In October of this year, Adobe announced that their systems were hacked and attackers accessed Adobe customer IDs, encrypted passwords, and information relating to 2.9 million Adobe customers, including encrypted credit or debit card numbers. Later that month, BBC reported that the number of accounts that was breached was much greater – 38 million! This is in addition to the loss of source code to Photoshop, its popular photo editing software package.
When this happens, it is a very bad day. No, it is a nightmare. No, it is 38 million nightmares! Their fortress of information protection has now been breached and 38 million data horses have run out of the barn.
Adobe is likely engaged in heavy damage control right now considering their obligations to their customers, stakeholders, and corporate responsibilities to maintain compliance with industry regulations such as the Health Insurance Portability and Accountability Act (HIPAA) for healthcare information, Sarbanes-Oxley (SOX) for financial information and Payment Card Industry Data Security Standard (PCI-DSS) for retail payment.
But there is a sliver of good news in their announcement. It is in a single word: encrypted.
Although data was taken from Adobe, some of it was encrypted. Specifically, passwords as well as debit and credit card numbers were encrypted. That, by itself, is reducing the magnitude of this nightmare. There is still work that needs to be done, but by the fact that some of the data was encrypted means that only a portion of the data that was taken has any value to the perpetrators. This is a strike against the perpetrators.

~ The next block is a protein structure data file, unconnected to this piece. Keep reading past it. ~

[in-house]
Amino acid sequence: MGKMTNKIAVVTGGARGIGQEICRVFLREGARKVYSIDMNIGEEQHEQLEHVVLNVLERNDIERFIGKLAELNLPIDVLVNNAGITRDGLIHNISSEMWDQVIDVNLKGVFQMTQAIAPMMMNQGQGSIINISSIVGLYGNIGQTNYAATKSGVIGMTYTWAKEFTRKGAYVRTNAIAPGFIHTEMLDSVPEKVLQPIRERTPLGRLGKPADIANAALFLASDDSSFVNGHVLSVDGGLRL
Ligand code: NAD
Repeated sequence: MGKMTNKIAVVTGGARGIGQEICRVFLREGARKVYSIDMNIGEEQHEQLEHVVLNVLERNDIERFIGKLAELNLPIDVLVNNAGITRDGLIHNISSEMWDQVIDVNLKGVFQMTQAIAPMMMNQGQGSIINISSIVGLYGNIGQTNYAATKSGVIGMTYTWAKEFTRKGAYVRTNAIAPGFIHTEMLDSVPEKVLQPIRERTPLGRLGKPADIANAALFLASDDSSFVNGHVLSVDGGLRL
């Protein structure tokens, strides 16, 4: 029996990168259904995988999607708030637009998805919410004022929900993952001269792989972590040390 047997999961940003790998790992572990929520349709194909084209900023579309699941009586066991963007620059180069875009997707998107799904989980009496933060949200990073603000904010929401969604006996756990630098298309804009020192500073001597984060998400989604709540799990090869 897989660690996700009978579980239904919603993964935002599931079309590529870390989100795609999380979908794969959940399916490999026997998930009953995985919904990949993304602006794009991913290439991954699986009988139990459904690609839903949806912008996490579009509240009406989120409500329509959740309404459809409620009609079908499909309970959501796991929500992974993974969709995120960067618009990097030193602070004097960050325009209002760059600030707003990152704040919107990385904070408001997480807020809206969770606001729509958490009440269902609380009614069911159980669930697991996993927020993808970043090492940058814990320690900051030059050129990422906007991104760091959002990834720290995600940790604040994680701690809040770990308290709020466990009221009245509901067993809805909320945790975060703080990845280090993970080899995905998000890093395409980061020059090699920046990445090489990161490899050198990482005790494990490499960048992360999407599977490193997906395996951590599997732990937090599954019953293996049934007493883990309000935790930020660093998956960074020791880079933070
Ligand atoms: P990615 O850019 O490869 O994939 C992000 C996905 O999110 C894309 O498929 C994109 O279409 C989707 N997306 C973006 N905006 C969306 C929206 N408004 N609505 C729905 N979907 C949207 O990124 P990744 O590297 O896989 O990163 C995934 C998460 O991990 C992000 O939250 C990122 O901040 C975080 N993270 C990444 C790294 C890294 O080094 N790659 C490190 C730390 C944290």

For Adobe, most regulations provide safe harbor from reconciling stolen customer data (especially credit or debit card information) with customers if it is encrypted – which it was. Such safe harbor provisions lift the burden on companies when their data is breached. The fact that much of the data that was stolen was encrypted is a saving grace for Adobe.
The tools of encryption and key management can (and should) be applied at numerous layers of business to protect, isolate, and control data. The technology is well-know and standardized. It is predictable and manageable and in no-way should be considered a scary technology that only the most advanced technical experts can understand and manage.
Cryptography for Business has three simple characteristics:
- It follows standards for encryption and key management
- It is easy to deploy and use
- It provides strong protection against data thieves
Sun Tzu, author of The Art of War, reminds us to know our enemies. Today’s enemies are data thieves working to steal your data for profit. If they cannot steal your data and profit from it, they will look elsewhere. Encrypted data represents an insurmountable challenge from which they cannot profit. Such use of encryption to protect your data and keep it from being used by perpetrators is a prime example of using cryptography for business.
As you look across your enterprise, ask about the data you and your customers depend upon. Ask your team how it is being protected. Ask about cryptography for business – Is it standards-based? Is it easy? Is it providing protection? If not, it should be.
When we look at events such as those that unfortunately happened to Adobe, we will look in detail at what went wrong… but too infrequently, we forget to ask about those things that went right. In Adobe’s case, the answer that that question is simple: they encrypted their data.
Product Manager, Encryption and Key Management
Rick Robinson comes from a diverse background of architecture, development, and deployment of new products and services that employ cryptography in one form ...